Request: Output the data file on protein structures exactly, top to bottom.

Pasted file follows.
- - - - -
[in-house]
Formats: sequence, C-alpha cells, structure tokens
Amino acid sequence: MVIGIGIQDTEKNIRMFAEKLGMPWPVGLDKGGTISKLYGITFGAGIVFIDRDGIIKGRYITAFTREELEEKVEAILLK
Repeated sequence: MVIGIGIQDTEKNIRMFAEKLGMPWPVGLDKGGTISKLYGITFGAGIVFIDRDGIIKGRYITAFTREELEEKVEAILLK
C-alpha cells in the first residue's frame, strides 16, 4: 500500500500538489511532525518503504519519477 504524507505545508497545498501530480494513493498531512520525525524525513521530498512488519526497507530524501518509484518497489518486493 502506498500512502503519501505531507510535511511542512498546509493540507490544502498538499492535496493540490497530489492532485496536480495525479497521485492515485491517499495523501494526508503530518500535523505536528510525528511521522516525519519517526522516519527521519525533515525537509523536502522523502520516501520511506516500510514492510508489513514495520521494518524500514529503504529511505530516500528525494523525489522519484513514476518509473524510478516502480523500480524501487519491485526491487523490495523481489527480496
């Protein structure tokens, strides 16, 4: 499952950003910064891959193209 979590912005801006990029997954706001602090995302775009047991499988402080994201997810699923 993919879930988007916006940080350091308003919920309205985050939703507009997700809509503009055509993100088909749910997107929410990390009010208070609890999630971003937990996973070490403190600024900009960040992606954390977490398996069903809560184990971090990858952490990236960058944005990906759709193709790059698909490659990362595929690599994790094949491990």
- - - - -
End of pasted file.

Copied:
[in-house]
Formats: sequence, C-alpha cells, structure tokens
Amino acid sequence: MVIGIGIQDTEKNIRMFAEKLGMPWPVGLDKGGTISKLYGITFGAGIVFIDRDGIIKGRYITAFTREELEEKVEAILLK
Repeated sequence: MVIGIGIQDTEKNIRMFAEKLGMPWPVGLDKGGTISKLYGITFGAGIVFIDRDGIIKGRYITAFTREELEEKVEAILLK
C-alpha cells in the first residue's frame, strides 16, 4: 500500500500538489511532525518503504519519477 504524507505545508497545498501530480494513493498531512520525525524525513521530498512488519526497507530524501518509484518497489518486493 502506498500512502503519501505531507510535511511542512498546509493540507490544502498538499492535496493540490497530489492532485496536480495525479497521485492515485491517499495523501494526508503530518500535523505536528510525528511521522516525519519517526522516519527521519525533515525537509523536502522523502520516501520511506516500510514492510508489513514495520521494518524500514529503504529511505530516500528525494523525489522519484513514476518509473524510478516502480523500480524501487519491485526491487523490495523481489527480496
């Protein structure tokens, strides 16, 4: 499952950003910064891959193209 979590912005801006990029997954706001602090995302775009047991499988402080994201997810699923 993919879930988007916006940080350091308003919920309205985050939703507009997700809509503009055509993100088909749910997107929410990390009010208070609890999630971003937990996973070490403190600024900009960040992606954390977490398996069903809560184990971090990858952490990236960058944005990906759709193709790059698909490659990362595929690599994790094949491990």